What does the word “inspiration” mean to you personally, in your work and life?
Try this: Google “inspiration” and see what pops up. I’ve done this several times over the years and while the content changes each time, the flavor of what I see stays the same – a mix of definitions (which position “inspiration” as being “suddenly stimulated by an idea”) and pages of “inspirational quotes,” sometimes videos of commencement speeches, athletic feats, mixed with nature shots and cats doing cute things. I see advertisements saying “come to our website/store to get inspired!” The overall feeling I have as I scroll through these pages is… well, it’s not inspiration.
With the commercial / hedonistic emphasis in society today, have we relegated the experience of inspiration to simply feeling good in the moment?
In 2013, my business partners and now co-authors, Sandra Spataro and Jen Grace Baron, and I set out to understand what makes the difference between an everyday work experience and an extraordinary work experience. Together, we knew that people, teams, and even organizations could elevate themselves and others to extraordinary performance and results. The word “inspiration” kept coming up for us as we naturally embedded inspiring experiences into our work with clients.
To us, from the beginning, we have believed that inspiration – not just the fleeting feeling of it – but the day-to-day, lasting experience of it elevates work satisfaction, creativity and performance. Sustainable Inspiration is an underrated and most critical resource to be managed in modern work, not just individually, but collectively – on teams and within organizational culture. In fact, the greatest historical movements, business innovations, and personal achievements of all time have been fueled by lasting and focused inspiration.
But we realized, if we want others to be able to replicate and do this for themselves, we need to understand the mechanics – to crack the code on the process, so to speak. Our original digging found that few academics have studied inspiration specifically as a concept, especially as it applies to the workplace. Academics in emotional intelligence, motivation theory, organizational behavior, and positive psychology touch on concepts that overlap with inspiration. So we began our own research by consolidating observations and ideas from our work with more than 320 senior leaders. Then, in 2016, we began collecting our own data on inspiration through live and video interviews with nearly 70 leaders across industries, levels, and backgrounds. We analyzed all of this information qualitatively, identifying themes and insights that drive the frameworks in our book Dare to Inspire: Sustain the Fire of Inspiration in Work and Life.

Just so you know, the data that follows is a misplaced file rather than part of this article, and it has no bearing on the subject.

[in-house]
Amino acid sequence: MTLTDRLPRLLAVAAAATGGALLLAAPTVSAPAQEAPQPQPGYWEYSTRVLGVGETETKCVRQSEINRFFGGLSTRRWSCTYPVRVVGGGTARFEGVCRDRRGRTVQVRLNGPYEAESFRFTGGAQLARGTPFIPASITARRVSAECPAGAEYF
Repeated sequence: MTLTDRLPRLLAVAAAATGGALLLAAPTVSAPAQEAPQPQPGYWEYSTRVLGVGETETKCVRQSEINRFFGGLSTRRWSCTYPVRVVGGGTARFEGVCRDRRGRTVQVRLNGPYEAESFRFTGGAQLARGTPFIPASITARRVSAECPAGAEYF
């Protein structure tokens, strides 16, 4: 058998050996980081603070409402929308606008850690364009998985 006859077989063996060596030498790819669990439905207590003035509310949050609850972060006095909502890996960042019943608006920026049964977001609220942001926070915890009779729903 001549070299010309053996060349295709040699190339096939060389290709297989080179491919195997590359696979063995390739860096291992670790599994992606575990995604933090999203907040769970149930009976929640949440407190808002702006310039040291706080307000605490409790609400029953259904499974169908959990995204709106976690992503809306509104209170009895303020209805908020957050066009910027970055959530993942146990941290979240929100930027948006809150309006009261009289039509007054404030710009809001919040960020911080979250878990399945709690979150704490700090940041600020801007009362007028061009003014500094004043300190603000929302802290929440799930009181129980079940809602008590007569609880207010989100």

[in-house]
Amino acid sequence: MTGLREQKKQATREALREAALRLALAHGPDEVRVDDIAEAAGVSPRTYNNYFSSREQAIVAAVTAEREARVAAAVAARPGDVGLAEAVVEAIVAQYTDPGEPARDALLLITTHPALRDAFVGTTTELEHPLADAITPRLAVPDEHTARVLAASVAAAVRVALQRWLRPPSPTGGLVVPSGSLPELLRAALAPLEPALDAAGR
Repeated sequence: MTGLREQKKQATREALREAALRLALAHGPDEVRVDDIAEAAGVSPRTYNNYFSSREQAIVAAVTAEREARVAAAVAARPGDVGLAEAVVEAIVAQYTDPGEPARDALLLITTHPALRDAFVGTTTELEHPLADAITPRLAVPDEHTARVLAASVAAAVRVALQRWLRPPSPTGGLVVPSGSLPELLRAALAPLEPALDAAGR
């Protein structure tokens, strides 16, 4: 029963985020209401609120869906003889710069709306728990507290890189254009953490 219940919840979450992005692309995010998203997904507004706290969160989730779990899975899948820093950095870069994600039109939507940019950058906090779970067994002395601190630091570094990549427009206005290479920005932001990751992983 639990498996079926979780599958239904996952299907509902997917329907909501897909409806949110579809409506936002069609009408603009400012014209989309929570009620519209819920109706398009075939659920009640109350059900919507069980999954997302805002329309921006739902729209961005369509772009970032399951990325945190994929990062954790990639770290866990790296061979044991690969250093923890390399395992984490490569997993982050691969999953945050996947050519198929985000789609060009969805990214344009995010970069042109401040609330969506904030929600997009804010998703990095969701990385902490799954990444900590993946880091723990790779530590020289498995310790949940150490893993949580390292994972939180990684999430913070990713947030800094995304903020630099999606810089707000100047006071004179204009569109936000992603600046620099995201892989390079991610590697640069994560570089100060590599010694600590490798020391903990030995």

We see our book as an initial exploration of inspiration in the workplace. We know that these ideas will continue to evolve as we continue our research and others add to it.
What we see very clearly now is that lasting inspiration, which is at the root of so many important movements, innovations, and accomplishments, must be redefined and elevated in importance, especially in the workplace. Inspiration is an underrated and most critical resource to be managed in modern work. It is the intangible that drives extraordinary results. And unlike the way people often see inspiration now – which is a fleeting emotion that unexpectedly happens, feels good, and then goes away – inspiration can and should be a daily practice, a deliberate orientation, and a mindset of staying connected to what inspires you.
Inspiration can and should be a daily practice, a deliberate orientation, and a mindset of staying connected to what inspires you.
What do we mean by an inspiration mindset? A mindset is an underlying perspective, attitude or belief. An inspiration mindset is embodying the attitude that inspiration can be cultivated, created and made to last (versus a fleeting emotion that you can’t control or create). Although it may not always be possible to produce inspiration on demand, having an inspiration mindset takes a more active vs. passive approach. It means recognizing one’s own levels of inspiration and intentionally creating opportunities where inspiration will be more likely to happen. We can do this using what we call the engines of inspiration.